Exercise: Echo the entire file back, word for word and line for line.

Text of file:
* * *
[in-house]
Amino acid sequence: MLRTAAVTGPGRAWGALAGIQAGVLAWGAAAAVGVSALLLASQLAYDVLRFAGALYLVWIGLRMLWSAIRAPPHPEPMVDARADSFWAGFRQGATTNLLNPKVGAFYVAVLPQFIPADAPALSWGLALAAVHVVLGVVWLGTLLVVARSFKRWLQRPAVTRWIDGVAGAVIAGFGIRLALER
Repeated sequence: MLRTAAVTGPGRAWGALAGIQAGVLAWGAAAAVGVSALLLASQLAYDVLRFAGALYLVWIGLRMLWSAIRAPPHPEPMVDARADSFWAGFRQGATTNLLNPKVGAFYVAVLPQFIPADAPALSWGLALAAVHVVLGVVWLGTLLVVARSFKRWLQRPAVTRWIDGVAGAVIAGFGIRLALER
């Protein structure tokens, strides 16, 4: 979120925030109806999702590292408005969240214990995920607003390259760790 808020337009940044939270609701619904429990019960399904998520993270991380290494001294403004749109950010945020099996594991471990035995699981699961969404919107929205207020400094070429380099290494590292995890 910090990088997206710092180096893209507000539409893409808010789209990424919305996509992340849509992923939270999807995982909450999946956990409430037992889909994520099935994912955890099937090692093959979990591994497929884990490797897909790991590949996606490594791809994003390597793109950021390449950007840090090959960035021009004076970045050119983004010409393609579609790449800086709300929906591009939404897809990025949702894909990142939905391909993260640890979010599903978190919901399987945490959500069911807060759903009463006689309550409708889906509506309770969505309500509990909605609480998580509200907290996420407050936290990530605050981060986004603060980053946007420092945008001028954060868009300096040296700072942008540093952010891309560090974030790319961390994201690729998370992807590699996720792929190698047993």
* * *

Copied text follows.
[in-house]
Amino acid sequence: MLRTAAVTGPGRAWGALAGIQAGVLAWGAAAAVGVSALLLASQLAYDVLRFAGALYLVWIGLRMLWSAIRAPPHPEPMVDARADSFWAGFRQGATTNLLNPKVGAFYVAVLPQFIPADAPALSWGLALAAVHVVLGVVWLGTLLVVARSFKRWLQRPAVTRWIDGVAGAVIAGFGIRLALER
Repeated sequence: MLRTAAVTGPGRAWGALAGIQAGVLAWGAAAAVGVSALLLASQLAYDVLRFAGALYLVWIGLRMLWSAIRAPPHPEPMVDARADSFWAGFRQGATTNLLNPKVGAFYVAVLPQFIPADAPALSWGLALAAVHVVLGVVWLGTLLVVARSFKRWLQRPAVTRWIDGVAGAVIAGFGIRLALER
């Protein structure tokens, strides 16, 4: 979120925030109806999702590292408005969240214990995920607003390259760790 808020337009940044939270609701619904429990019960399904998520993270991380290494001294403004749109950010945020099996594991471990035995699981699961969404919107929205207020400094070429380099290494590292995890 910090990088997206710092180096893209507000539409893409808010789209990424919305996509992340849509992923939270999807995982909450999946956990409430037992889909994520099935994912955890099937090692093959979990591994497929884990490797897909790991590949996606490594791809994003390597793109950021390449950007840090090959960035021009004076970045050119983004010409393609579609790449800086709300929906591009939404897809990025949702894909990142939905391909993260640890979010599903978190919901399987945490959500069911807060759903009463006689309550409708889906509506309770969505309500509990909605609480998580509200907290996420407050936290990530605050981060986004603060980053946007420092945008001028954060868009300096040296700072942008540093952010891309560090974030790319961390994201690729998370992807590699996720792929190698047993």